They are without God.
"Whosoever ... abideth not in the doctrine of Christ, hath not God." -- 2 John 9
They are all antichrists.
"For many deceivers are entered into the world, who confess not that Jesus Christ is come in the flesh. This is a deceiver and an antichrist." -- 2 John 7
They should be shunned. Neither marry nor be friends with them.
"Be ye not unequally yoked together with unbelievers: for what fellowship hath righteousness with unrighteousness? and what communion hath light with darkness? And what concord hath Christ with Belial? or what part hath he that believeth with an infidel? ... Wherefore come out from among them, and be ye separate, saith the Lord." -- 2 Cor.6:14-17
They should be killed.
"If thy brother, the son of thy mother, or thy son, or thy daughter, or the wife of thy bosom, or thy friend, which is as thine own soul, entice thee secretly, saying, Let us go and serve other gods, which thou hast not known, thou, nor thy fathers; Namely, of the gods of the people which are round about you ... Thou shalt not consent unto him, nor hearken unto him; neither shall thine eye pity him, neither shalt thou spare, neither shalt thou conceal him: But thou shalt surely kill him; thine hand shall be first upon him to put him to death, and afterwards the hand of all the people. And thou shalt stone him with stones, that he die." -- Dt.13:6-10
Never mind, of course, that the people discussed in II John are specifically people claiming to be Christians -- hence the warning about people who 'confess not that Jesus Christ is come in the flesh'. The letter, like all of the Johannine epistles, is about distinguishing what merely claims to be Christian from what really is. There is no suggestion that all non-Christians are antichrists; nor, in fact, would this fit with the probable meaning of the term 'antichrist' in this context. The real claim is that some who claim to teach Christian doctrine are antichrists, i.e., people who are setting themselves up in the place Christ alone should stand. Never mind, again, that the Deuteronomy passage isn't about non-Christians at all. Never mind, yet again, that the separation in II Corinthians is explicitly about behavior linked to pagan, and particularly idolatrous, practice.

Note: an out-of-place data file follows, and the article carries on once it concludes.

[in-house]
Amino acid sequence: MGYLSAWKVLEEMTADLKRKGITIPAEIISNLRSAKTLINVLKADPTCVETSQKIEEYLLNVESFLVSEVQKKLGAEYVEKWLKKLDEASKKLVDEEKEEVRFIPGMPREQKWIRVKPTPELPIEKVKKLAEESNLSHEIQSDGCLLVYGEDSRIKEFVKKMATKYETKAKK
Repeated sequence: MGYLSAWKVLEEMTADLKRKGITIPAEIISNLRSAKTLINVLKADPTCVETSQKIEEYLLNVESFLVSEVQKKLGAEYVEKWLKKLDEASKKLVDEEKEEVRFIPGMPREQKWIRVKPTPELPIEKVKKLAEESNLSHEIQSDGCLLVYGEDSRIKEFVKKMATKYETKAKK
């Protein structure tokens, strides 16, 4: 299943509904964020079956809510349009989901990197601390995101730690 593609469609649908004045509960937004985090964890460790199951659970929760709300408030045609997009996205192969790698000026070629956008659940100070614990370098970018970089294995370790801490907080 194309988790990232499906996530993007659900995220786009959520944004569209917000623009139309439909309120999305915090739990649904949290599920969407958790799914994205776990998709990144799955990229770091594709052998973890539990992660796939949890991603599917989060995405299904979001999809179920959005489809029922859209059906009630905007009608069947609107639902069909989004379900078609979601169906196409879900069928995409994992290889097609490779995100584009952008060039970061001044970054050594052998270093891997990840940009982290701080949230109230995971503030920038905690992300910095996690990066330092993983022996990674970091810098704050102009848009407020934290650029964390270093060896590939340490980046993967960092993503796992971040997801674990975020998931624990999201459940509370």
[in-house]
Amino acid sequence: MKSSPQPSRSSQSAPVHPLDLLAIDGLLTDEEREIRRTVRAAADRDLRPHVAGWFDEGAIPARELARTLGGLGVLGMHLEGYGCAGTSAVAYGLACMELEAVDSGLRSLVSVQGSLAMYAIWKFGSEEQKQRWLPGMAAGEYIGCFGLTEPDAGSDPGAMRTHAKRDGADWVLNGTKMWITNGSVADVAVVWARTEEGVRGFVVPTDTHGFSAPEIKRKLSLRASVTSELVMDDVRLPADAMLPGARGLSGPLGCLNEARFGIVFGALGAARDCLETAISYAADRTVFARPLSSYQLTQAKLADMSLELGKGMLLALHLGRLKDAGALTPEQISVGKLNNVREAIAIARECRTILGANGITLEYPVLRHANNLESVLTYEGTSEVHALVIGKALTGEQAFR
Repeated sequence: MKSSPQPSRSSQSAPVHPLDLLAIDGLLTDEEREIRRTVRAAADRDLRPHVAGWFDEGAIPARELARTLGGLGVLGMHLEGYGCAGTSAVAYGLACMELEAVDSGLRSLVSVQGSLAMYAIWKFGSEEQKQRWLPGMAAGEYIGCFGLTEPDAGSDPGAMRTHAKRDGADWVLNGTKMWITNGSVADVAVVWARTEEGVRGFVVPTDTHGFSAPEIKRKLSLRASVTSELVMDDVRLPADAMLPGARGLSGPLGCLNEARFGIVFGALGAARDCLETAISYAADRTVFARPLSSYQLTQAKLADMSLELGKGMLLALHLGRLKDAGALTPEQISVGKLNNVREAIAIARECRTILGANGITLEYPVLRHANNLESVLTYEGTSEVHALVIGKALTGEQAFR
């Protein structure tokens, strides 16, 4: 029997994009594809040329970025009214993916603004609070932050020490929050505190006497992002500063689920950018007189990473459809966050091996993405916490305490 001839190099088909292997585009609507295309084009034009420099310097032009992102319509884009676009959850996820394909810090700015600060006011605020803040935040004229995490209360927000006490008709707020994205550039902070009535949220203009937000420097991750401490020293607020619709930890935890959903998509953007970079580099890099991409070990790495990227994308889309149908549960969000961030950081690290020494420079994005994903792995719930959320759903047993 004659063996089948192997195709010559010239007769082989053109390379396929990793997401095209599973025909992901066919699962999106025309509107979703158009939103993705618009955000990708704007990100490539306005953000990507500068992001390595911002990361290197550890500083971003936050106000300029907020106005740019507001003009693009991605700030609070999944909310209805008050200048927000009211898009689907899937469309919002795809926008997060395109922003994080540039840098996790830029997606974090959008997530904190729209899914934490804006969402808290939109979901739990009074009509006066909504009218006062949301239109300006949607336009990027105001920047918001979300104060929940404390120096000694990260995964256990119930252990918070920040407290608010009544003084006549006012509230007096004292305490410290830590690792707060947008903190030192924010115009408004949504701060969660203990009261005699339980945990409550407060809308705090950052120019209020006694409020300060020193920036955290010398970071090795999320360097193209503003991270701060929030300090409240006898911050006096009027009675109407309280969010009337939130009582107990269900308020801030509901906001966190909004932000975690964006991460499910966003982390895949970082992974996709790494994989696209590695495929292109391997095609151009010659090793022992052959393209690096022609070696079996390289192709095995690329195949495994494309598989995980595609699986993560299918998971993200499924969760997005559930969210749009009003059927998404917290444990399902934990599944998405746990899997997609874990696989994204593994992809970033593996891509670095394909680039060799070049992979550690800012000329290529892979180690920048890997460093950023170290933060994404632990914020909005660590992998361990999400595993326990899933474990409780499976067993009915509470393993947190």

I'm not really interested in criticism here, which I imagine would be pointless. It is interesting, however, as a specimen. What this is, of course, is not a skeptical reading of the Bible; rather, it is an uncritical collecting together of various fundamentalist and fundamentalist-like readings of passages without regard for the actual context of the passages, either the immediate context or the context of the whole work, in order to reject the interpretation that arises from this sort of approach. This fits with the thrust of the work, a counterattack on fundamentalists that is based on the assumption that only fundamentalists read the Bible correctly:
I don't insist on a literal interpretation, but only that all of the Bible be taken seriously and that none of it be ignored. It seems to me that most non-fundamentalist Christians don't really believe in the Bible; they only pretend to do so. Some don't even pretend -- yet all claim to base their beliefs upon it. This seems dishonest to me.
Thus the SAB is a fundamentalist interpretation of the text; the only difference between itself and the fundamentalists it opposes is that whereas the latter assume a posture of deference, the former assumes a posture of defiance. In that sense it serves as a sort of platypus of order Fundamentalista: entirely within the order as to the essential matter, the manner of reading, despite the possession of features that deviate sharply from quotidian expectations.